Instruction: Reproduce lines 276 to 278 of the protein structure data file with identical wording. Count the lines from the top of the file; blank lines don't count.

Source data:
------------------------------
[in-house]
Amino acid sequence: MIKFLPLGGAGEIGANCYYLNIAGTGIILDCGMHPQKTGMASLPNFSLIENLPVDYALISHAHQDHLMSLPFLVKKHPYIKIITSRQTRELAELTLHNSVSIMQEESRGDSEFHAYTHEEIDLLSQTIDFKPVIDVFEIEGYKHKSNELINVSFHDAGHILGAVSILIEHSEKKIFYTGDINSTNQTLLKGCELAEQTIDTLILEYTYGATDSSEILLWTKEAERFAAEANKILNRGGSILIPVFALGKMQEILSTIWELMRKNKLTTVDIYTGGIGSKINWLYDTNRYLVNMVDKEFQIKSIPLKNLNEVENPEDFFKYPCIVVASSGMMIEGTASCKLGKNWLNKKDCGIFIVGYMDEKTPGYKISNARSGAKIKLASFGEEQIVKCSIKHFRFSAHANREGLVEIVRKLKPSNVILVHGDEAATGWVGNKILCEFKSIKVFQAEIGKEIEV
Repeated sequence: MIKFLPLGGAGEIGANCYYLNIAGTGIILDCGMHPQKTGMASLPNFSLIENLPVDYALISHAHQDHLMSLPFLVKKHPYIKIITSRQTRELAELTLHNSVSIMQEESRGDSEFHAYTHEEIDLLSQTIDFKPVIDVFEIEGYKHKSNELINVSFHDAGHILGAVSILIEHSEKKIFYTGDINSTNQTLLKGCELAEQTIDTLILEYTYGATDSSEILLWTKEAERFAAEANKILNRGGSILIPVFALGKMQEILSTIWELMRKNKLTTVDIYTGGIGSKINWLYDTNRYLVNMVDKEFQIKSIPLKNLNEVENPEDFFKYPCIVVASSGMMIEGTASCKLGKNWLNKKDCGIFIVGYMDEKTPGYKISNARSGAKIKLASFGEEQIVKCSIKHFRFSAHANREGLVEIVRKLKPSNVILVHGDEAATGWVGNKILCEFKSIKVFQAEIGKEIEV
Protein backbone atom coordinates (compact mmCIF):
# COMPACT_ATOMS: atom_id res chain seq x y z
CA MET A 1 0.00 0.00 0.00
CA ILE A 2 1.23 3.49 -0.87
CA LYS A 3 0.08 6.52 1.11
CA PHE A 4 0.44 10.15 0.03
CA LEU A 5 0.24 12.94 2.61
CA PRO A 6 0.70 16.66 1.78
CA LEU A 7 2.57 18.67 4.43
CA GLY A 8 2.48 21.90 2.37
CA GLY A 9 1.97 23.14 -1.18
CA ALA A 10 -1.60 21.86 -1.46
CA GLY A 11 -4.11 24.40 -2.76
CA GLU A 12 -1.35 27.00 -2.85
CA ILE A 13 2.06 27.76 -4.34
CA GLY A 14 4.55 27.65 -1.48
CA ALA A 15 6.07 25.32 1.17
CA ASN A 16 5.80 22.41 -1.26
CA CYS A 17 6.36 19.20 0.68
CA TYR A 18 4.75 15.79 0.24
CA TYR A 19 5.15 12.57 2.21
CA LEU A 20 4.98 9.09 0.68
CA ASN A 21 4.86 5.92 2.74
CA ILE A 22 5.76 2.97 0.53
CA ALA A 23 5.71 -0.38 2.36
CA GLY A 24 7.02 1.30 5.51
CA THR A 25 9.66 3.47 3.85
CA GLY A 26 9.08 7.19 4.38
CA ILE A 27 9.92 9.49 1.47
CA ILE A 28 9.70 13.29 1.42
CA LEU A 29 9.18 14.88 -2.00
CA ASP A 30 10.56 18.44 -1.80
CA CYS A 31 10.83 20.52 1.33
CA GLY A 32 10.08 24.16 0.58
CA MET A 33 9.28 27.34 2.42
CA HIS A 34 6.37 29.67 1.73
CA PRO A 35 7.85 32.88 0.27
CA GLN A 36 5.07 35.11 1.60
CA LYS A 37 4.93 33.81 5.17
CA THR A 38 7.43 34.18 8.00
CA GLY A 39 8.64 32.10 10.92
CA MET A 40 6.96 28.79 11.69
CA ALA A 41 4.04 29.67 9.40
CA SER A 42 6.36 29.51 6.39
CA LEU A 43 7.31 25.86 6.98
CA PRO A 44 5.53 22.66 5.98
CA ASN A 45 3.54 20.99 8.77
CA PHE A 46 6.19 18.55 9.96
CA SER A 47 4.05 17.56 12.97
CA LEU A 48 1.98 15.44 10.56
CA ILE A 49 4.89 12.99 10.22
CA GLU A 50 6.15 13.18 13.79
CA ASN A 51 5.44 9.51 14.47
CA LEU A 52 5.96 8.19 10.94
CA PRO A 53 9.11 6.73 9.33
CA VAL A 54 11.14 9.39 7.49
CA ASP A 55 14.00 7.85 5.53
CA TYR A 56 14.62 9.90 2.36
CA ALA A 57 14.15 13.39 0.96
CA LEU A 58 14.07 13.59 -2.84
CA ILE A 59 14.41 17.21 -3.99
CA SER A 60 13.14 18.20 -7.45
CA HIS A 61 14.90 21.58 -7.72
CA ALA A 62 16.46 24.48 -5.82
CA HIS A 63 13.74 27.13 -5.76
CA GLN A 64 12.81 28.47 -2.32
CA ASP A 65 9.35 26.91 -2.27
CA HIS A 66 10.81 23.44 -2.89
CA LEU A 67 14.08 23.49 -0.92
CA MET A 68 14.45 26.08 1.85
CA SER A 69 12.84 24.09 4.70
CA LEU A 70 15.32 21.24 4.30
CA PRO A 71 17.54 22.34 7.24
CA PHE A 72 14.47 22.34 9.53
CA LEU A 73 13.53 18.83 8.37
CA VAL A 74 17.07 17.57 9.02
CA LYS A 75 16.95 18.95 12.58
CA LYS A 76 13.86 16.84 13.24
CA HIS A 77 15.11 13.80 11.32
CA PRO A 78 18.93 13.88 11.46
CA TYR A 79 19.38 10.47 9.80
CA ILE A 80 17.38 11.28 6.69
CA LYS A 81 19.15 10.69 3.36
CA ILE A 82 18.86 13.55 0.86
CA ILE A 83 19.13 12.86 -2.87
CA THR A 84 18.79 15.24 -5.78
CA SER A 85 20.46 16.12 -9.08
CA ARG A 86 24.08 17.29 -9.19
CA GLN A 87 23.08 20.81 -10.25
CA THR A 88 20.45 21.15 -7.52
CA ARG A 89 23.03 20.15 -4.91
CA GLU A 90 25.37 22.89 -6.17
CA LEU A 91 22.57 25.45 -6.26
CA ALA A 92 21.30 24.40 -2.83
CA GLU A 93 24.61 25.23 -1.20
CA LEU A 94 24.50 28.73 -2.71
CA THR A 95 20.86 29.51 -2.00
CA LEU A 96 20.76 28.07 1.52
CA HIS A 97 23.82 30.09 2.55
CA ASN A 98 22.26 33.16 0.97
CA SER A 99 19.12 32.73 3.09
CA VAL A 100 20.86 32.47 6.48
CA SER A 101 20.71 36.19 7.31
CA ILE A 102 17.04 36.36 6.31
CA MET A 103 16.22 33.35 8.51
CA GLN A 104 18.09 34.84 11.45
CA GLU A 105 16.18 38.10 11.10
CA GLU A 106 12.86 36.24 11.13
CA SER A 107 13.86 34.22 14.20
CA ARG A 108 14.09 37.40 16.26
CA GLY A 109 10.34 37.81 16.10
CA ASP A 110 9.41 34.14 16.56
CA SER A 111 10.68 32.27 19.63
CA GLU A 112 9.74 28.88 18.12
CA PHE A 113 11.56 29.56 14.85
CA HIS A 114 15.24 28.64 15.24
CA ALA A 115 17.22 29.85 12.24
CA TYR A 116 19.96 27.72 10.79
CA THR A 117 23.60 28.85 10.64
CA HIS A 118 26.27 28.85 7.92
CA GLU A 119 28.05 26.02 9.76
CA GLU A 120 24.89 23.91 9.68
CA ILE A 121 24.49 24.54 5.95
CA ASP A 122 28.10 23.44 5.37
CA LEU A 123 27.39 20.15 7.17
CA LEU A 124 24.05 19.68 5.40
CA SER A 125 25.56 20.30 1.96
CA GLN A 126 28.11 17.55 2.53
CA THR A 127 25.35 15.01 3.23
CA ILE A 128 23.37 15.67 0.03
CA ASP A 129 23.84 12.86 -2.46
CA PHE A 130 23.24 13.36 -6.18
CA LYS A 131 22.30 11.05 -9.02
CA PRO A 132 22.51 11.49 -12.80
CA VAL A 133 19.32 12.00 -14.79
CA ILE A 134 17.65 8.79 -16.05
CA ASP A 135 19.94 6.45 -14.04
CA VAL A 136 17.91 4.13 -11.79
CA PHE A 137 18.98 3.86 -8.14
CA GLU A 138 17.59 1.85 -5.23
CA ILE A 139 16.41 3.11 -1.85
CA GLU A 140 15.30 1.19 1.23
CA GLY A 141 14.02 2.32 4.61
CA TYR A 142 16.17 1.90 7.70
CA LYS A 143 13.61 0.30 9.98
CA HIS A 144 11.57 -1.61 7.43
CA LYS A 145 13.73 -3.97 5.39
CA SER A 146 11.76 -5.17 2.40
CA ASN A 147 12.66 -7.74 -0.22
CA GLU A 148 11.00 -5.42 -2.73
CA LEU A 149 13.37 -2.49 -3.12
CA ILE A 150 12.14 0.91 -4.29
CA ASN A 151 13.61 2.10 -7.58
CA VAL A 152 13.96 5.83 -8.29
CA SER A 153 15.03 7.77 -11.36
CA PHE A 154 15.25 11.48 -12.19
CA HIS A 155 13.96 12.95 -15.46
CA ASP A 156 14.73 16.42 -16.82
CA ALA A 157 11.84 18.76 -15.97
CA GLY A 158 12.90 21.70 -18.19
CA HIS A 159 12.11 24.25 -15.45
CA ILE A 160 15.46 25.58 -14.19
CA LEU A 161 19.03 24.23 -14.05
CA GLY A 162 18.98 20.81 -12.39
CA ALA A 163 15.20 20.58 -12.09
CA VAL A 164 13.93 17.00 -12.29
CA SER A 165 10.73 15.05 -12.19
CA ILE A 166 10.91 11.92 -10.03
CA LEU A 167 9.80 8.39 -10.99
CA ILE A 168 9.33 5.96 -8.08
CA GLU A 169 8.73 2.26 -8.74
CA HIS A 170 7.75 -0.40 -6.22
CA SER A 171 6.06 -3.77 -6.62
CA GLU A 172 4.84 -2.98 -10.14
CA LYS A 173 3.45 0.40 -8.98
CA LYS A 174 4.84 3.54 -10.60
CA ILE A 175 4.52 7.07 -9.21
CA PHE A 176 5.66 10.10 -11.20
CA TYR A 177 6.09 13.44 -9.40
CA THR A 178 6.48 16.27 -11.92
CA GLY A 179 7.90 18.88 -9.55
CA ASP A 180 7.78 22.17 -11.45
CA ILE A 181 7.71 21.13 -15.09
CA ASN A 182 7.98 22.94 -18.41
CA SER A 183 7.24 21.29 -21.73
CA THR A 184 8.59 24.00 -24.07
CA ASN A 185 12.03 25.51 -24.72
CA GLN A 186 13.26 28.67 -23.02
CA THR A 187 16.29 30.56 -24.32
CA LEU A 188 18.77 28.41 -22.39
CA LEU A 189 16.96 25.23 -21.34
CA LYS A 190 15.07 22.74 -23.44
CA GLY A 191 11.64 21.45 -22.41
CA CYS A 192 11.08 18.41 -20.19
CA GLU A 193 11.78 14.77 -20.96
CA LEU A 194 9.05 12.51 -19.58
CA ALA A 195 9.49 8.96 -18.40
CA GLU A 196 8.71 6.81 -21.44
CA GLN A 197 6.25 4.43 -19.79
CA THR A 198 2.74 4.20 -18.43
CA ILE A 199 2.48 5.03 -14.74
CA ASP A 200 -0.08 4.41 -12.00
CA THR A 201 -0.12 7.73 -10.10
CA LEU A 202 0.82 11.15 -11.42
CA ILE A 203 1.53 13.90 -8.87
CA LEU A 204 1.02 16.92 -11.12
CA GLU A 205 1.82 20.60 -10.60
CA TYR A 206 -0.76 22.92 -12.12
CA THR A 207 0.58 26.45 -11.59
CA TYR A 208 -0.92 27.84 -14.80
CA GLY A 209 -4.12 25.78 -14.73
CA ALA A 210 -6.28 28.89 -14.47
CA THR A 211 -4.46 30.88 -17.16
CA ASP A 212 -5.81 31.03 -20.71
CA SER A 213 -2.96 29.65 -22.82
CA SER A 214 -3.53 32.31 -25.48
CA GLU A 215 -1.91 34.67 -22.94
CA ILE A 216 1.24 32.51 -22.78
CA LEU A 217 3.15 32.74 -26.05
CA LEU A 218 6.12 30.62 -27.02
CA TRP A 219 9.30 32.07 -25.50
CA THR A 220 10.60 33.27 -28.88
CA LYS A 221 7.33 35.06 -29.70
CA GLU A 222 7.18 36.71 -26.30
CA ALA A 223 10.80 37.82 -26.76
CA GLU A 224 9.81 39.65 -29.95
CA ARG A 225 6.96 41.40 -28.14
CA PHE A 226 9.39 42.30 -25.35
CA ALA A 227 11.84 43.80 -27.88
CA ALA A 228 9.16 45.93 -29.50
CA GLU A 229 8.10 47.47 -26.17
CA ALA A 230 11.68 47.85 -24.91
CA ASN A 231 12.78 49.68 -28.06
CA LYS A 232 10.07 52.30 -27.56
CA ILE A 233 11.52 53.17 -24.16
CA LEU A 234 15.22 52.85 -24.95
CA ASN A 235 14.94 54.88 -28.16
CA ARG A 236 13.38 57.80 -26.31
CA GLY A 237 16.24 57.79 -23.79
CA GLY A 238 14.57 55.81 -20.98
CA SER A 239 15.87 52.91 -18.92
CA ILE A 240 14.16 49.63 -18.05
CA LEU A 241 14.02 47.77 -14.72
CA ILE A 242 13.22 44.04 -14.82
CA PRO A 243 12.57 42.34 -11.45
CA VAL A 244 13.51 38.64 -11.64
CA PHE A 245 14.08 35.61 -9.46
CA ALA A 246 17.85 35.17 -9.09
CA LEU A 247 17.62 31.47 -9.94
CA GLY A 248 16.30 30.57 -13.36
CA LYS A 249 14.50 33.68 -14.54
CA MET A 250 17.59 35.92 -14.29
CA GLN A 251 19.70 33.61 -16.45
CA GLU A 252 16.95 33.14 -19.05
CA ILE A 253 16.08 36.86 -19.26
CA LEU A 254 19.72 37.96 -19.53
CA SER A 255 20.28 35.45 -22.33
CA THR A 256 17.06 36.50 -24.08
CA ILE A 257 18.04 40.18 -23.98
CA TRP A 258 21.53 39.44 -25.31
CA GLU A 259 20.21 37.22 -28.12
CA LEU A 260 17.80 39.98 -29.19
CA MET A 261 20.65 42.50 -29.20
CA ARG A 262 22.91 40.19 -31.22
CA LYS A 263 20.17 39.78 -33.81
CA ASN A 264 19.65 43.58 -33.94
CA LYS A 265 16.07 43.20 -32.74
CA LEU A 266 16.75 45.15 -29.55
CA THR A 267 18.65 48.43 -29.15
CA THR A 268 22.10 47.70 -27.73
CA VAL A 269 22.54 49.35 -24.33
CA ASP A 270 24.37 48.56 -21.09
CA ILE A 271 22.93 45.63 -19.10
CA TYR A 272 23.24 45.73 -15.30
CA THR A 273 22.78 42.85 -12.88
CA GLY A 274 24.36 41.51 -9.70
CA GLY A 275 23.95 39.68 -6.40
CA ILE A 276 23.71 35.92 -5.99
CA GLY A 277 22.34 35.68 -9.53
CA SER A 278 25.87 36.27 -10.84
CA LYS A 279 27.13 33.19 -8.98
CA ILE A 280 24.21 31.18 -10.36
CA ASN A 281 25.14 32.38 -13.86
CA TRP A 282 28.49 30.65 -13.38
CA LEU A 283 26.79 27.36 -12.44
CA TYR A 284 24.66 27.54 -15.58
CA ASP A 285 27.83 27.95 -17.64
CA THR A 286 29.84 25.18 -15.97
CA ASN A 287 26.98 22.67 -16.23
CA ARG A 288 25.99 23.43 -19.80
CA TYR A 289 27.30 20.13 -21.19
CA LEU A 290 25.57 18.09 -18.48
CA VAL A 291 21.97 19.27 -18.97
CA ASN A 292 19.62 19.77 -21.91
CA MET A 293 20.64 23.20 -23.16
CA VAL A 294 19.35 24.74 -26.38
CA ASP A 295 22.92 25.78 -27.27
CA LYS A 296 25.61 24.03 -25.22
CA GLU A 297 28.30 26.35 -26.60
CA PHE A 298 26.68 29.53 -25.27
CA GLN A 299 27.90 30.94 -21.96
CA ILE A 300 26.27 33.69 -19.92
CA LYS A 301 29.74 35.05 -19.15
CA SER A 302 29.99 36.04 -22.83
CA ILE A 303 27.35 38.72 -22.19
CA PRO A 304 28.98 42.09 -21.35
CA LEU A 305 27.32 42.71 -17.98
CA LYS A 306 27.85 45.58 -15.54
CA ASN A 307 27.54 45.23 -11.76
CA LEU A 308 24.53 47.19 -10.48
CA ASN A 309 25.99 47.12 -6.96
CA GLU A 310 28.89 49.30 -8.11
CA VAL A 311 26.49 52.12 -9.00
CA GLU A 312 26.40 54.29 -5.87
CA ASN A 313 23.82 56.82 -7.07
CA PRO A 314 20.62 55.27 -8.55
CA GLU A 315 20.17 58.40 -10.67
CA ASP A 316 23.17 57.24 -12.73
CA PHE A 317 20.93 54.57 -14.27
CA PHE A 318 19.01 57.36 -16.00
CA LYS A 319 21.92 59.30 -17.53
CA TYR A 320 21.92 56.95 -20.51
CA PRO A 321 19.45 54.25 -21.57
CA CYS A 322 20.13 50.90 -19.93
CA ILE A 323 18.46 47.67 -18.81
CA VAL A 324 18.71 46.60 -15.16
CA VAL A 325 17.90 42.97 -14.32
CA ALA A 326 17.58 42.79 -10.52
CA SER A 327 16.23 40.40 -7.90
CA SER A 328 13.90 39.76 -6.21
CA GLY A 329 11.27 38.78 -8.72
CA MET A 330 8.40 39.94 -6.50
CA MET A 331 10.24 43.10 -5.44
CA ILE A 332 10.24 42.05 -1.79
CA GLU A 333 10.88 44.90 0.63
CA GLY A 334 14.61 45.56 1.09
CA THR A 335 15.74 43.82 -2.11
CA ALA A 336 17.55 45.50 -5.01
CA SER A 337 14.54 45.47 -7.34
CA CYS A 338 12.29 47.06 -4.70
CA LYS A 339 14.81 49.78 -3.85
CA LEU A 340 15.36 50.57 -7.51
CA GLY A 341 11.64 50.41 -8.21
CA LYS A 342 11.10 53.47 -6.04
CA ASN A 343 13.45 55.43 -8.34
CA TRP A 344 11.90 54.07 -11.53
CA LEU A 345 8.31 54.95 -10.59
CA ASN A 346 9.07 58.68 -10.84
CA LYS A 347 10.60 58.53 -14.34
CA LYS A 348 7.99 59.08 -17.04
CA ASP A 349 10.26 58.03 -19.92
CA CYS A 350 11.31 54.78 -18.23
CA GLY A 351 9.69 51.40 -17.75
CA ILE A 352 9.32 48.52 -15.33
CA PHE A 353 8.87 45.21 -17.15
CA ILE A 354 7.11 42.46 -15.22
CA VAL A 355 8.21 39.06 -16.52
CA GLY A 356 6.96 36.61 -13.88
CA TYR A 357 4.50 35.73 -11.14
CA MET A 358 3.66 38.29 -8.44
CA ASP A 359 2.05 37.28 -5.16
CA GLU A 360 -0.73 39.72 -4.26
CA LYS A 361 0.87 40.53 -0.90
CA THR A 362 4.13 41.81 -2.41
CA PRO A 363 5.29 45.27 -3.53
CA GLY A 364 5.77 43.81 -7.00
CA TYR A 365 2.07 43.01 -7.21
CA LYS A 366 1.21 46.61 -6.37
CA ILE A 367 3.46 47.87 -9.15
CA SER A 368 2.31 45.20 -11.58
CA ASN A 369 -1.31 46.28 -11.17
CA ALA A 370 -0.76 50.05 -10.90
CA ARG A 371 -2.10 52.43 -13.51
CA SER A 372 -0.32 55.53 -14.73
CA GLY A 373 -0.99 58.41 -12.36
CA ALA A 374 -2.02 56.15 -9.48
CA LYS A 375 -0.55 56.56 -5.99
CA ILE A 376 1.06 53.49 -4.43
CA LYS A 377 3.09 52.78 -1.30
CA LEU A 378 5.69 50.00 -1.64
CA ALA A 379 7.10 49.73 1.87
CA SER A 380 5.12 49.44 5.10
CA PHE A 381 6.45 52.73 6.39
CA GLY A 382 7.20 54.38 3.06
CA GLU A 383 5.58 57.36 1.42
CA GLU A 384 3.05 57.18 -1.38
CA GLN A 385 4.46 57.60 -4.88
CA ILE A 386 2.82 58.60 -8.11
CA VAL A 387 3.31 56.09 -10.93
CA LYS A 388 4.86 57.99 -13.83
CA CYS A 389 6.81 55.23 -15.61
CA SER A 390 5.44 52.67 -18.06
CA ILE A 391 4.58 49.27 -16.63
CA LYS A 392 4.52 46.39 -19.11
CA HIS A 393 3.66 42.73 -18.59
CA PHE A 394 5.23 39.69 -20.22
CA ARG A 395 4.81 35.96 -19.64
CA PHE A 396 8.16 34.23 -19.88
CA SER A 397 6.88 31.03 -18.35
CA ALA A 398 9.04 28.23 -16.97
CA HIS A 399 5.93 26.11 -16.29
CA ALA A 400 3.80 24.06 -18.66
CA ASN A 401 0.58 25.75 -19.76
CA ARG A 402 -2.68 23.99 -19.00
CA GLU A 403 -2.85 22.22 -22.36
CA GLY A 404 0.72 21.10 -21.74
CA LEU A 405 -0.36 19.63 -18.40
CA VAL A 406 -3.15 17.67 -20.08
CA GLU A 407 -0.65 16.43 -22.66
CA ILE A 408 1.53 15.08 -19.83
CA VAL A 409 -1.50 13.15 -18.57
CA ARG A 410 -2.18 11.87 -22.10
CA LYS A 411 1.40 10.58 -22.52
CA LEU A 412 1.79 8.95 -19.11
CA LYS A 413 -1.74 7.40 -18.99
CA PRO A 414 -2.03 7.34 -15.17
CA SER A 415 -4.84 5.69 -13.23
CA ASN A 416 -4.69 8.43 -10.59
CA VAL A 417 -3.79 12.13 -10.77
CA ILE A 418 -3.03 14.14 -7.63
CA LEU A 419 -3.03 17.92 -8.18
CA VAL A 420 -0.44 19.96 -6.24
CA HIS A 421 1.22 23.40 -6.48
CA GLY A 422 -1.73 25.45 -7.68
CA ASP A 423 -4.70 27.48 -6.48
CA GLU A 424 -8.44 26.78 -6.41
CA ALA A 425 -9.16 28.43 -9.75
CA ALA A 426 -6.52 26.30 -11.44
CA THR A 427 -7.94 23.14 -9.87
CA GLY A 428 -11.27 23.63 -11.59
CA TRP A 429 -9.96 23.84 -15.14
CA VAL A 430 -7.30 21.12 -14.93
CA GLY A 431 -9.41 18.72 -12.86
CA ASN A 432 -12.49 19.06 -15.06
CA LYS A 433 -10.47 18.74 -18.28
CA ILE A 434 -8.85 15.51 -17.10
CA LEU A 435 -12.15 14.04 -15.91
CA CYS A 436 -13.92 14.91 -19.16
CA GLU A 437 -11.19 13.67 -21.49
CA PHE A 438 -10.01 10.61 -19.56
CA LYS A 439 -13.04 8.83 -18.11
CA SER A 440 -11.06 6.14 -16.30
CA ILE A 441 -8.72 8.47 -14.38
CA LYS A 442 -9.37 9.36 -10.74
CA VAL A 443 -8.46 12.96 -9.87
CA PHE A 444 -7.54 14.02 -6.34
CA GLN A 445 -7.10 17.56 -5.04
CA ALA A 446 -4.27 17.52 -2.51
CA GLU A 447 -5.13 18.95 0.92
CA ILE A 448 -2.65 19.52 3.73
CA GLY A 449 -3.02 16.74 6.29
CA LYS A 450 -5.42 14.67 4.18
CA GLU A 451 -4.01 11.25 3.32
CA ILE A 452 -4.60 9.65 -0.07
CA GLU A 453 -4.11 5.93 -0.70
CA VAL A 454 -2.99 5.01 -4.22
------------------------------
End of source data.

CA ILE A 271 22.93 45.63 -19.10
CA TYR A 272 23.24 45.73 -15.30
CA THR A 273 22.78 42.85 -12.88